Every year, they accompany our meals from the first days of summer to September. And for good reason! As well as a variety of textures and flavors, these fruit-cum-vegetables bring an undeniable freshness and other proven benefits to the table. Especially as French producers have been taking a particularly conscientious approach for some years now.
What you need to know
Originating from South America, the tomato conquered Europe in the 16th century. Its development has continued ever since. So much so, that there are now thousands of varieties. They range from the diminutive cherry tomatoes to vine tomatoes, which share the same stalk, round, regular varieties, elongated, even oblong-shaped tomatoes; and those with a heart shape or ribbed appearance. Cultivation methods are just as varied: tomatoes are grown in greenhouses, to guarantee an ideal climate; off the ground, in order to limit water consumption; and finally in the open field. Whatever method they choose, French producers take great care. For a long time now, their commitment to developing responsible production, protecting water resources, recovering or eliminating crop waste and the traceability of products have been contributing to the quality of French production. The result is very different organoleptic profiles and, in fact, a thousand and one ways to work with them in the kitchen. With French tomatoes, anything is possible!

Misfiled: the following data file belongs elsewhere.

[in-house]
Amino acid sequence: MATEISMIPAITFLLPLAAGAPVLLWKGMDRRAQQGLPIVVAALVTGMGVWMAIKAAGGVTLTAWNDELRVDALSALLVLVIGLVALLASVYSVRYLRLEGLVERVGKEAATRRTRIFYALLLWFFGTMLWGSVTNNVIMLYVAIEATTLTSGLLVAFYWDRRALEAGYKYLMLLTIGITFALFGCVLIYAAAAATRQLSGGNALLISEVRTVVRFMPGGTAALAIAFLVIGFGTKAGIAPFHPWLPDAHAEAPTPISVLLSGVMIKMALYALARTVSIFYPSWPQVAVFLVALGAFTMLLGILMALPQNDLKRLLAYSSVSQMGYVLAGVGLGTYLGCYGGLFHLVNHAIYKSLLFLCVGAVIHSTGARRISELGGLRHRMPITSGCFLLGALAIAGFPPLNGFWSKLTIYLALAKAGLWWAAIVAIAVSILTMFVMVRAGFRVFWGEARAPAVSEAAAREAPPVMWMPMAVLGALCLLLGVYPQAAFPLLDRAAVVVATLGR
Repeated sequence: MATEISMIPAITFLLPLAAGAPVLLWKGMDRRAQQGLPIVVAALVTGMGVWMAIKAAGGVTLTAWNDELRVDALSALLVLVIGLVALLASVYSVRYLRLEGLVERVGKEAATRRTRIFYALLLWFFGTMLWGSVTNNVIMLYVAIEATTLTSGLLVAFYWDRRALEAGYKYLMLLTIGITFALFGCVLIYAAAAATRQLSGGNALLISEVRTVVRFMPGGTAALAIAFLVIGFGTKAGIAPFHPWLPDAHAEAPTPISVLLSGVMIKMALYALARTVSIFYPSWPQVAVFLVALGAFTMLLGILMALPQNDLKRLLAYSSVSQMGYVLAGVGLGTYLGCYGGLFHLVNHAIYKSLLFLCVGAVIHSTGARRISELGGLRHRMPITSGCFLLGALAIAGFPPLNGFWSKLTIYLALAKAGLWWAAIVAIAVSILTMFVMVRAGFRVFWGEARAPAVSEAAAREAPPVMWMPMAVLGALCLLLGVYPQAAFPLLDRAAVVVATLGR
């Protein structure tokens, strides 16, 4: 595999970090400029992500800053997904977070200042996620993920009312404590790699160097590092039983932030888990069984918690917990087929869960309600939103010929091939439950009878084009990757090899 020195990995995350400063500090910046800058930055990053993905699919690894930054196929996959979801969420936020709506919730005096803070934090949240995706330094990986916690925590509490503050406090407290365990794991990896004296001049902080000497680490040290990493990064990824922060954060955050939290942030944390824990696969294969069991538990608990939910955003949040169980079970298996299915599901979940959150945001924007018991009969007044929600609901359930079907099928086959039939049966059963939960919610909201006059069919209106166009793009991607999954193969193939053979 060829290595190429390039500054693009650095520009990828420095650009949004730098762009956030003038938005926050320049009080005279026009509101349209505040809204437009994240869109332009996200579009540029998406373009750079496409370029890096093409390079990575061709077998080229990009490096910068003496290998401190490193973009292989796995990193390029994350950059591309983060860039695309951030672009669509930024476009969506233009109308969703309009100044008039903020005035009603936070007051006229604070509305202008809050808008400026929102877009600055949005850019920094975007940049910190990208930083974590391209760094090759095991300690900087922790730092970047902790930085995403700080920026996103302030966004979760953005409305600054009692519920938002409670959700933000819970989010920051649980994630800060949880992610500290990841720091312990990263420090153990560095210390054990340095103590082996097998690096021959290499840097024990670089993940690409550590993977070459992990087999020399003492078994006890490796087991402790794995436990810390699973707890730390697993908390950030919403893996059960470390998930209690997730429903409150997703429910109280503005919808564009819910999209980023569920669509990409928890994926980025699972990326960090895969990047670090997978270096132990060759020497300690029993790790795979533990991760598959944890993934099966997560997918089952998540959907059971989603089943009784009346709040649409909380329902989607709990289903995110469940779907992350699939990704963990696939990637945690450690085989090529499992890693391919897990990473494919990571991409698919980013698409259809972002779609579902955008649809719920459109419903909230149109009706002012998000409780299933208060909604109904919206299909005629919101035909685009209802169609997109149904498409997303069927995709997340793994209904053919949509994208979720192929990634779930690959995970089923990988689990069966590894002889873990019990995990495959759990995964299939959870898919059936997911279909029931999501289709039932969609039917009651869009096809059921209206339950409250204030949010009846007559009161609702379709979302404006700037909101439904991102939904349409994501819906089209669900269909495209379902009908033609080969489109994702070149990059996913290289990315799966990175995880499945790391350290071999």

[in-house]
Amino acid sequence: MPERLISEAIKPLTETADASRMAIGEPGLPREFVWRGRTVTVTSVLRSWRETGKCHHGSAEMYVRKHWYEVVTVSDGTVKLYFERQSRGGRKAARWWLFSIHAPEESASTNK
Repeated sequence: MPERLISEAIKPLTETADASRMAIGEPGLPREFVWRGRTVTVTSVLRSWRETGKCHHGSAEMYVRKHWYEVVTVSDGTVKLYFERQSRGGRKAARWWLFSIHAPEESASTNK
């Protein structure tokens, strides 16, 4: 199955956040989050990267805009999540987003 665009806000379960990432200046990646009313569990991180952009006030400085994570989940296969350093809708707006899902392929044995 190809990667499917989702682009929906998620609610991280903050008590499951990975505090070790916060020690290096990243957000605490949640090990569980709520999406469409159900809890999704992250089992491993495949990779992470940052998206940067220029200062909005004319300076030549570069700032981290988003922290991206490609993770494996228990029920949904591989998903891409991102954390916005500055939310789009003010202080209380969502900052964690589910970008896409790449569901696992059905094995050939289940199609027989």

Not only are tomatoes low in calories, they’re packed with antioxidants!
How to use
Storing French Tomatoes
Contrary to popular belief, tomatoes should be stored at room temperature, for a maximum of 3 to 4 days.
Preparing French Tomatoes
Give your tomatoes a quick wash in clean water. The stalks should also be removed. Depending on the recipe you are using, it is also sometimes preferable to “blanch” the tomatoes, in other words to remove their skin by immersing them for in a pot of simmering water for a few moments before passing them under cold water.
Serving French Tomatoes
Here again, you are spoilt for choice! Tomatoes can be enjoyed raw, for example with a little salt, or in a salad or juice. But they can also be cooked of course, for example stuffed in the Provencal style, or used in a pie, to enhance an omelet or grilled fish, or to boost a sauce or broth.
Combine with peppers, eggplant, zucchini, strawberries, watermelon, olives, fresh herbs or beef. A white Cheverny is the accompaniment of choice.